Many people may be surprised to learn that there was a girl’s school in the Ozark Mountains near Fayetteville before there was a college in the area. These settlers were almost all Scots who had come through the Cumberland Gap to claim land grants for service during the American Revolution. What many people do not realize about the Scots is that they have a long history of supporting public education. Seventy to eighty percent of Scots were literate several centuries before any other European nation even considered educating the general population. This is why Scots were at the forefront of the Protestant Reformation. About the only book that was available was a Bible. They read it, saw discrepancies in what was there, and what the church was teaching.
Frances Jane completed her education and became a schoolteacher. She returned to Uncle Mimi’s home and taught in a small school there. She also met the overseer of the plantation. This was still a class-conscious society, and she was far above this young man who was considered the hired help. In fact, he was a wild boy out of Georgia with a rudimentary education and a history of reckless adventures. Good girl meets bad boy and the sparks flew. Of course, her family put their foot down. Like that ever works! The two of them ran away leaving her uncle swearing oaths of murder and her mother wringing her hands. They were gone for a week when early one morning, Uncle Mimi spotted a campfire on an island in the middle of the Arkansas River. Taking two of his farm hands with him, he rowed to the island and brought back the disgraced couple. She was banished to the house; and he, to the barn. They couldn’t hang him right off in case they had to save her reputation. The young people were devastated by the separation, but it didn’t last long. Within a few weeks, the family gathered the minister and marched those two unrepentant sinners up the aisle. They stayed married for 63 years. She could make him smile just by walking into the room. Someone once told us that our great-grandfather was the meanest old man in Pulaski County. We heard many stories about his tough nature and his hard bargaining. What I remember is that anytime he began to get cantankerous around her, Frances Jane would look him right in the eye and say in her soft southern drawl, “Now, Charlie, that’s enough.” And he would smile sheepishly at her and behave himself for the rest of the day.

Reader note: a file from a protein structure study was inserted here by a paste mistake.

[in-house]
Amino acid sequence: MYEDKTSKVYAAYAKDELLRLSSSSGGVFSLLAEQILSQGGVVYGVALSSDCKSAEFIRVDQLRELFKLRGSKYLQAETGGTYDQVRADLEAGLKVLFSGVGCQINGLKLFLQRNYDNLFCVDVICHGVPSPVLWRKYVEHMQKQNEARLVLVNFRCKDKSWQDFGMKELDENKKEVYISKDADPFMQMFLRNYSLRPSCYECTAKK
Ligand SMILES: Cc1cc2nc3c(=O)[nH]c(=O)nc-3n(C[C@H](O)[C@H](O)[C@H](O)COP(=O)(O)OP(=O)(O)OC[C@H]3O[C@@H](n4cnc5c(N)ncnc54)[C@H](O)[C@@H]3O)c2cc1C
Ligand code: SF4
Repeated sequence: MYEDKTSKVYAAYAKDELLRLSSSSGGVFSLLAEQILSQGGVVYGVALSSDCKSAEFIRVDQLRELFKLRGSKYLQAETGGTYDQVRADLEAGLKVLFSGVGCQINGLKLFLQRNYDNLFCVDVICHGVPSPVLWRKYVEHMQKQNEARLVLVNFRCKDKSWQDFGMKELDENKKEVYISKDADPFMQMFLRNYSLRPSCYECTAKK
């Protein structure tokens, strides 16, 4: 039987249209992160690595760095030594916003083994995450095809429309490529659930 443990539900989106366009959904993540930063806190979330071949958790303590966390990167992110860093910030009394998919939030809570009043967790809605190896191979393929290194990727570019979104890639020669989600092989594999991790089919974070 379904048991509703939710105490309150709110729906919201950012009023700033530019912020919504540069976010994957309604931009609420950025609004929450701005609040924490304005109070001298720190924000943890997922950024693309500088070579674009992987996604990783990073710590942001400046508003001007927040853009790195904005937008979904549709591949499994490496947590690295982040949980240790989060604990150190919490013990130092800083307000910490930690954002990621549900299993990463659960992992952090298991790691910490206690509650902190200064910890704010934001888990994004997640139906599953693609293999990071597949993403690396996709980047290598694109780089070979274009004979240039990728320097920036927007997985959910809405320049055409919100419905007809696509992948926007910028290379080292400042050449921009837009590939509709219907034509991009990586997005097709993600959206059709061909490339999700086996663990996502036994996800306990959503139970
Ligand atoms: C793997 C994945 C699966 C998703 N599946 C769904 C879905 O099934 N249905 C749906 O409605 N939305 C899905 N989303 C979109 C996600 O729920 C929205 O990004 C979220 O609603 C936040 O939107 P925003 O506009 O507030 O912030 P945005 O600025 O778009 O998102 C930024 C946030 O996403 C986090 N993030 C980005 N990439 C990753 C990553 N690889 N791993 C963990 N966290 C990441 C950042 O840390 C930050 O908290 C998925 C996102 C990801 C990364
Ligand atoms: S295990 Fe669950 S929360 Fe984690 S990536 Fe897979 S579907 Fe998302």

When I first told my sister this tale, she was shocked. After all Grandmother Roberts, as we called her, was the epitome of southern, lady-like behavior. Well, she was right about that, but Frances Jane was also a girl who knew what she wanted and she knew how to find a practical solution to an otherwise insurmountable problem. That’s what southern women do. While the neighbors may whisper and even look down their noses at some behavior, a true lady holds her head up, makes her plans and carries them forward. She doesn’t raise her voice, and she smiles sweetly as she gets her way.